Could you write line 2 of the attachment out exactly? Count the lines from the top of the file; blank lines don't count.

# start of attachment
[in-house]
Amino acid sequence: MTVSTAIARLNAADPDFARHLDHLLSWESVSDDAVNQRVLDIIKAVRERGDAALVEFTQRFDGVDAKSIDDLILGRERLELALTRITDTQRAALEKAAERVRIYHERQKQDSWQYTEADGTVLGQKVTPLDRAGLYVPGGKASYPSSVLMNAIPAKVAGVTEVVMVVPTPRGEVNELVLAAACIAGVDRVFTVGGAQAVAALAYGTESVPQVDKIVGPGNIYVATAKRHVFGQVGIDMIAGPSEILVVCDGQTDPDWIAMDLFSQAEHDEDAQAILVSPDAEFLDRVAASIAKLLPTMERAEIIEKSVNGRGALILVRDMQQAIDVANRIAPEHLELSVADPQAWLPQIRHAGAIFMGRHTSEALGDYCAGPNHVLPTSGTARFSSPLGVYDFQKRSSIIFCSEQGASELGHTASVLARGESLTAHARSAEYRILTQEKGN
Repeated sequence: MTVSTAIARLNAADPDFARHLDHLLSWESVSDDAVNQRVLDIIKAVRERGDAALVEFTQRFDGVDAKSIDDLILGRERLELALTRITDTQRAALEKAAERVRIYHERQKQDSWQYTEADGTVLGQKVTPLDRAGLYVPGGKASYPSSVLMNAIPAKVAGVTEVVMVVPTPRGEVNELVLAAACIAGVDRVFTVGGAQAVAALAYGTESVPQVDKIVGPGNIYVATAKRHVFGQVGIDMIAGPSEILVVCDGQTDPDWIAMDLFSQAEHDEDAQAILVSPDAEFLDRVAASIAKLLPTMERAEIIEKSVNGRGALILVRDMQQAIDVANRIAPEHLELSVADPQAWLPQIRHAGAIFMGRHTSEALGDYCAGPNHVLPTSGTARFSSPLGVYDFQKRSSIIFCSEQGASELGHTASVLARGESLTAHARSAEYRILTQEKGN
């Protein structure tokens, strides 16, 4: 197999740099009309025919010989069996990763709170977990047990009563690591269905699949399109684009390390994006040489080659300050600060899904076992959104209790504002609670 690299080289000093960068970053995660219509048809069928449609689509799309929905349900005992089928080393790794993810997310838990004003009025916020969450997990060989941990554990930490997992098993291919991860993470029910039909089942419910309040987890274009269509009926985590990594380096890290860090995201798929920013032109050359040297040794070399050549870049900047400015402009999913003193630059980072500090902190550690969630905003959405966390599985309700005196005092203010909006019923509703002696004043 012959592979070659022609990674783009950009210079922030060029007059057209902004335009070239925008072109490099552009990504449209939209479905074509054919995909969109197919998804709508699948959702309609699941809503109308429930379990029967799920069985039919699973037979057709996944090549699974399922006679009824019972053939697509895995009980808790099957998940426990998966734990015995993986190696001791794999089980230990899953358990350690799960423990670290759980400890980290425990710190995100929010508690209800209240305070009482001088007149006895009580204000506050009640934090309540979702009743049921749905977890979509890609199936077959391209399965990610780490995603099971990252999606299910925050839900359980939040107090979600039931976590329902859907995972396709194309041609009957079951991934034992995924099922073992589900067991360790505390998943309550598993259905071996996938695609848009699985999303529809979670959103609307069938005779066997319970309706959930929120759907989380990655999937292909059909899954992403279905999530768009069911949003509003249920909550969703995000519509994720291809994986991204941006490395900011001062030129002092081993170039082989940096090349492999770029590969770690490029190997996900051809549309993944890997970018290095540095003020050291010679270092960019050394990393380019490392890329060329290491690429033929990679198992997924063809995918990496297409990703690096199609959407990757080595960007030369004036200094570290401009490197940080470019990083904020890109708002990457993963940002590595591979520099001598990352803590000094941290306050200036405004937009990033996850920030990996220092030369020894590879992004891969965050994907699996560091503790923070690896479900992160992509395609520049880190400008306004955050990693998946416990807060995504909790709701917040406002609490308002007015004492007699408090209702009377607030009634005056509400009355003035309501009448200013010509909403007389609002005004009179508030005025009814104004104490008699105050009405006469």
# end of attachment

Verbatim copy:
Amino acid sequence: MTVSTAIARLNAADPDFARHLDHLLSWESVSDDAVNQRVLDIIKAVRERGDAALVEFTQRFDGVDAKSIDDLILGRERLELALTRITDTQRAALEKAAERVRIYHERQKQDSWQYTEADGTVLGQKVTPLDRAGLYVPGGKASYPSSVLMNAIPAKVAGVTEVVMVVPTPRGEVNELVLAAACIAGVDRVFTVGGAQAVAALAYGTESVPQVDKIVGPGNIYVATAKRHVFGQVGIDMIAGPSEILVVCDGQTDPDWIAMDLFSQAEHDEDAQAILVSPDAEFLDRVAASIAKLLPTMERAEIIEKSVNGRGALILVRDMQQAIDVANRIAPEHLELSVADPQAWLPQIRHAGAIFMGRHTSEALGDYCAGPNHVLPTSGTARFSSPLGVYDFQKRSSIIFCSEQGASELGHTASVLARGESLTAHARSAEYRILTQEKGN